Popular cinema is currently all about visual splendor and giant, fantastic alternate worlds. The Marvel Cinematic Universe is the emblem of this, with top-level special effects, grand-scale universe building, and no small love for the magic of big budget movies. The focus on these aspects of movie making seems inevitable, especially when we’re currently in the midst of it all. Of course we like seeing those big worlds that differ from our own. Of course we want to see movies that utilize stunning special effects. But that sense of inevitability also ignores the fact that we’re here not only due to the labor of collective movements and the natural development of a creative medium, but also due to the brilliance of individuals who saw an opportunity to do something fantastic.
The Extraordinary Voyage separates itself from other documentaries on the beginnings of film by capturing that beauty of creative vision; directors Serge Bromberg & Eric Lange focus on early filmmaker George Melies’s visionary movies, and how he made the current state of popular cinema become inevitable.. While obviously a focus on any one person leaves out numerous others of similar importance, it also allows for a better understanding of the human being behind cinema’s earliest classics, and how his vision shaped the direction movies would take. Bromberg and Lange avoid the dehumanizing distance of textbook excerpts by focusing on Melies’ desires, and showing how they formed the basis of his work.
Melies is best known for making A Trip to the Moon in 1902, an exemplar of his desire to tell fantastic stories with special effects—most famously, he has a rocket crash into the eye of a face on the moon—rather than capture reality, as was popular with early film and directors like the Lumiere brothers. The documentary reveals that many basic movie tricks that we take for granted were not “obvious”; they were “eureka!” moments by a man who was always looking for magic. For instance, the use of jump cuts to make something appear or disappear in a scene came from Melies filming a street, turning off his camera, and turning it back on. He found that a cart had suddenly transformed into something else entirely, and thus was born one of the simplest but most effective camera tricks that is still used by directors.
Reflexively, though, Melies’ genius is contextualized. I’d heard Melies’ basic biography several times in film classes and movies like Scorsese’s love letter to early cinema, Hugo. Yet, I’d never seen someone talk about A Trip to the Moon as a reflection of a hot topic in science fiction at the time: voyages to the moon. Stories by H.G. Wells and Jules Verne focused on journeys to the then-mysterious rock, and these stories captured the West’s love of exploration (and conquest of “uncivilized” peoples, if we’re being honest with ourselves). Just as directors like Michel Gondry and Jean-Pierre Jeunet—who are both interviewed in The Extraordinary Voyage—work with their antecedents, so too did Melies.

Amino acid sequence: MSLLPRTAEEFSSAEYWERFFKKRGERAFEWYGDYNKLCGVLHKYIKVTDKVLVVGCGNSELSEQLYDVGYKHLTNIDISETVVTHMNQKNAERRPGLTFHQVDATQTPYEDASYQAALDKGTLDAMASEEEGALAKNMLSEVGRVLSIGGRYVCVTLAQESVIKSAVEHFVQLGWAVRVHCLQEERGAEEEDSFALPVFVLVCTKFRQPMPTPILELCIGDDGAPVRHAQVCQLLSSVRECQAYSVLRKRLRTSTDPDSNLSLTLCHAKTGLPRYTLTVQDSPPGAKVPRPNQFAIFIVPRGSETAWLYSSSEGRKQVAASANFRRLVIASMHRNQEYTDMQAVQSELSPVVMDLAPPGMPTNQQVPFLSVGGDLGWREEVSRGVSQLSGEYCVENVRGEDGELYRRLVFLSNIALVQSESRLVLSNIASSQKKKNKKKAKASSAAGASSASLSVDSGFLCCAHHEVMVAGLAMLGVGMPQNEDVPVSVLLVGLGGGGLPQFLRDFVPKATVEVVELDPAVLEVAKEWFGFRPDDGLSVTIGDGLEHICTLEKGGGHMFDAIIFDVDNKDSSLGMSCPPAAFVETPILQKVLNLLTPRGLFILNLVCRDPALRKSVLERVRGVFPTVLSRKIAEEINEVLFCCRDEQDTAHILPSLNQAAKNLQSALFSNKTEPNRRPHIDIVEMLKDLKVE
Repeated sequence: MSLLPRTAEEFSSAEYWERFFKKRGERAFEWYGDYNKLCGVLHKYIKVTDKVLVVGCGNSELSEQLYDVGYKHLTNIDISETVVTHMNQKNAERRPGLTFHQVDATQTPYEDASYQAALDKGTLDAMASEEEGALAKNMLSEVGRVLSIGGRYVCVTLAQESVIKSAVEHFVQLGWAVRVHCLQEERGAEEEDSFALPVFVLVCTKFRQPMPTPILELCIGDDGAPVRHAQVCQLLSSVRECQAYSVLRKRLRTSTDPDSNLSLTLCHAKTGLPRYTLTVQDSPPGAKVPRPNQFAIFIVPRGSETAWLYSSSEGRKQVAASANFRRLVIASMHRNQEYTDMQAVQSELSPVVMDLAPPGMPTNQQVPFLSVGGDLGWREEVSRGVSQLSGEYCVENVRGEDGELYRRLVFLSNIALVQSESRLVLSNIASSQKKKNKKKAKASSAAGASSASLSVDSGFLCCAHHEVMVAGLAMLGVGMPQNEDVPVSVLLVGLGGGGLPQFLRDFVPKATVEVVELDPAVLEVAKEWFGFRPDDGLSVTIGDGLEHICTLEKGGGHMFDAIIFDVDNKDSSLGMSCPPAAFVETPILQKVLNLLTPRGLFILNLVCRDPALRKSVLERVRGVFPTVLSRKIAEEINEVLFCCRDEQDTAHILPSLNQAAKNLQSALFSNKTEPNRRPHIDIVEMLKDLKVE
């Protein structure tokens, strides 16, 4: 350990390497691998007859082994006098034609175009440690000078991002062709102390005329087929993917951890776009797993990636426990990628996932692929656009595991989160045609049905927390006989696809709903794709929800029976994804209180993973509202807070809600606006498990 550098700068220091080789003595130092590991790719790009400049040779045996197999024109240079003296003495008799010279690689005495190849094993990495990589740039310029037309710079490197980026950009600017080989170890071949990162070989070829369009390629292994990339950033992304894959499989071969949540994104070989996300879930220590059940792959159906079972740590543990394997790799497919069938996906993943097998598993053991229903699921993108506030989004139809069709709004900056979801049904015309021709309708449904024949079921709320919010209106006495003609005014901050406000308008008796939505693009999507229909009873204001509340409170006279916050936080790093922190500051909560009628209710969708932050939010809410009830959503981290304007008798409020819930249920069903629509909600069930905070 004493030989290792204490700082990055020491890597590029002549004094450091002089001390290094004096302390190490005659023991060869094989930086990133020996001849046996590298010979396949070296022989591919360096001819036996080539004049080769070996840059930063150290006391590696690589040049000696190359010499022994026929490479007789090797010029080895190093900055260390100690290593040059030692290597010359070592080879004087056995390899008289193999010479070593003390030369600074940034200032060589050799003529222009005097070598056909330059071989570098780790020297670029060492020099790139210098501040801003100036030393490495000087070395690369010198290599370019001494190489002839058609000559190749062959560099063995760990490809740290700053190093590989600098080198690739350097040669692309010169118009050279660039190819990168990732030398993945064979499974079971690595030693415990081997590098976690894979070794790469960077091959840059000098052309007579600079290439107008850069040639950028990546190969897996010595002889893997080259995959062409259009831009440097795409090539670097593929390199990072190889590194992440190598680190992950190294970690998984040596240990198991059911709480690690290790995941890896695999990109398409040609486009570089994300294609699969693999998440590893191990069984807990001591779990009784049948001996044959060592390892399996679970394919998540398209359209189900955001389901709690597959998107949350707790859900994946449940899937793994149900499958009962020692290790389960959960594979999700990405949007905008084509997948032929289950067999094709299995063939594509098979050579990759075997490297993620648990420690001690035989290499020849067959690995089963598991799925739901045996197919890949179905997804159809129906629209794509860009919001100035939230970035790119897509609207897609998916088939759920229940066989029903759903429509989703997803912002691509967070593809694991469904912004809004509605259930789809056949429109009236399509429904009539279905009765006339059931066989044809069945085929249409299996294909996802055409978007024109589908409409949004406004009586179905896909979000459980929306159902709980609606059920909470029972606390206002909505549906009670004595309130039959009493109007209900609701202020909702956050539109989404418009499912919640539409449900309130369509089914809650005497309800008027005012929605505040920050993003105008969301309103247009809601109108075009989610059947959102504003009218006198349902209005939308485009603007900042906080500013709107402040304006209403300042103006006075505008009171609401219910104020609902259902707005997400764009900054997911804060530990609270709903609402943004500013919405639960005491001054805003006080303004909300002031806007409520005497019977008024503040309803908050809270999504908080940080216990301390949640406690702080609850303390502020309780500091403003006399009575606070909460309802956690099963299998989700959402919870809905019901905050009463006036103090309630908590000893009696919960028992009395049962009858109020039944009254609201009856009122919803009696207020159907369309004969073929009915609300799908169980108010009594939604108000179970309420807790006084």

Not only does the context add depth to Melies as a person, but it also reveals a new level of brilliance: his understanding of the nature of adaptation. I’ve discussed this in context of recent movies like Perks of Being a Wallflower: many movies confuse adaptation with translation—the former implying a utilization of film’s unique qualities, and the latter implying the opposite. Even in the earliest periods of narrative storytelling, Melies knew that the only way to capture the wonder of a novel is not to depict the same events with actors and a camera, but to understand how to capture that wonder in the ways a book can’t. Considering the fact that all too many adaptations today don’t understand that, the fact that Melies was doing it over a century earlier further reveals his ingenuity.
For all of his successes though, he also experienced hardship, and that rounds out this portrayal of him as not just a genius, but a person. His print of A Trip to the Moon was stolen and pirated, showing to great success in the United States with no money going to the man behind the camera. When his style became so popular as to rob his works of their uniqueness, he had to abandon his creative outlet to work in retail. Stories of people who changed history not being recognized in their lifetime are painful, and that layer adds a lot of depth to this documentary. Imagine pouring your life into a creative medium, and thinking that your efforts were for naught?
Sadly, even though Melies is presently adored, over 300 of his films are lost. The restoration of film made in that time period has its particular challenges that the documentary explores, and this brief tangent works because we see an appraisal of creativity and passion. Many of Melies’ films were lost or damaged, but a modern archivist received an untouched but decomposed copy of A Trip to the Moon. He does what many would think impossible and devises a way to unravel and restore the reel. He briefly becomes the focus of The Extraordinary Voyage, and this captures Melies’ greatest personal attributes and contributions to the world: innovation driven by zeal. The greatest celebration of the biography’s subject is a recognition of the value of his attitude.
The Extraordinary Voyage is not a revolutionary documentary, and has a clear target audience: movie dorks. But it doesn’t waste its time pandering to those who already love Melies and his influence, and it doesn’t just retread the man’s Wikipedia page. It focuses on the humanity of its subject, and thus validates its creation by providing a thoughtful survey of its subject. If you are interested in film history, then The Extraordinary Voyage is delightful, if inessential, movie to add to your queue.